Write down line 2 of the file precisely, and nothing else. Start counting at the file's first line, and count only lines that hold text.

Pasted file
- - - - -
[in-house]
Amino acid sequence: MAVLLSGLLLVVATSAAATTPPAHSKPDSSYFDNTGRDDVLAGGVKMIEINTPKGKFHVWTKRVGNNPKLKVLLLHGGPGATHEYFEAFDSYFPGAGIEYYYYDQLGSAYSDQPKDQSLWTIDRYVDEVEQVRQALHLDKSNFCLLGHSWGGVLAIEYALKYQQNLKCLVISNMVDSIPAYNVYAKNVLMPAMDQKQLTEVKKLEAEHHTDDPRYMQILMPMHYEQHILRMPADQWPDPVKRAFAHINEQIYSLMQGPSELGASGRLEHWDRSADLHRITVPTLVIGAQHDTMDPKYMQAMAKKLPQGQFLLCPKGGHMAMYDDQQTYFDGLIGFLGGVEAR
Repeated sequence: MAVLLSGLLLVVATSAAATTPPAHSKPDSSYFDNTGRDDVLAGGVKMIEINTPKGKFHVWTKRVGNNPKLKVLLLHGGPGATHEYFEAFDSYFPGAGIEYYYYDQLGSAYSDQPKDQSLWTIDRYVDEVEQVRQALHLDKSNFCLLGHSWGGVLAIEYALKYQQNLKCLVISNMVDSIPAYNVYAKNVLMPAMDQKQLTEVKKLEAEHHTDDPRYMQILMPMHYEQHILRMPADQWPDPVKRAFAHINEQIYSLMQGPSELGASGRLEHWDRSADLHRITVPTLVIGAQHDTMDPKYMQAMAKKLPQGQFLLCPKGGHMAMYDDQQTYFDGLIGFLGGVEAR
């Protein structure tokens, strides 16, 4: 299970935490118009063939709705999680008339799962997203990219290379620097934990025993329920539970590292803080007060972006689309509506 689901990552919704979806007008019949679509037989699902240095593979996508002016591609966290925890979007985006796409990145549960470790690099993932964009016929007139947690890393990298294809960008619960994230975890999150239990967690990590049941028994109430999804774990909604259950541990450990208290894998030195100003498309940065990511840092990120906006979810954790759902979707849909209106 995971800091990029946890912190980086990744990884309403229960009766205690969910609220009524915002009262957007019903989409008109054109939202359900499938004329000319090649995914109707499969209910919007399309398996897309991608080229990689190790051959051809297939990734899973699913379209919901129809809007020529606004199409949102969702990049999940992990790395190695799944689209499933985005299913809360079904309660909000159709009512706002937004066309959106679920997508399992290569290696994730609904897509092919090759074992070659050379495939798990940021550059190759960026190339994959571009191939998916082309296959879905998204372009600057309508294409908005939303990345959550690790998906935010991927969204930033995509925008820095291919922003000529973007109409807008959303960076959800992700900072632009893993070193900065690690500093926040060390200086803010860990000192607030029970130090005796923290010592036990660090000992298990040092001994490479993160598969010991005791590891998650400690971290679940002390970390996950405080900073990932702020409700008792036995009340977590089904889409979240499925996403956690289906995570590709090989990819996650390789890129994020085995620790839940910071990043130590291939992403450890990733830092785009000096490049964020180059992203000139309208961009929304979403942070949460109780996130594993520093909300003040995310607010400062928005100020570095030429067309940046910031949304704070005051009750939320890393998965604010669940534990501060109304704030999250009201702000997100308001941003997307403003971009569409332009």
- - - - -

Amino acid sequence: MAVLLSGLLLVVATSAAATTPPAHSKPDSSYFDNTGRDDVLAGGVKMIEINTPKGKFHVWTKRVGNNPKLKVLLLHGGPGATHEYFEAFDSYFPGAGIEYYYYDQLGSAYSDQPKDQSLWTIDRYVDEVEQVRQALHLDKSNFCLLGHSWGGVLAIEYALKYQQNLKCLVISNMVDSIPAYNVYAKNVLMPAMDQKQLTEVKKLEAEHHTDDPRYMQILMPMHYEQHILRMPADQWPDPVKRAFAHINEQIYSLMQGPSELGASGRLEHWDRSADLHRITVPTLVIGAQHDTMDPKYMQAMAKKLPQGQFLLCPKGGHMAMYDDQQTYFDGLIGFLGGVEAR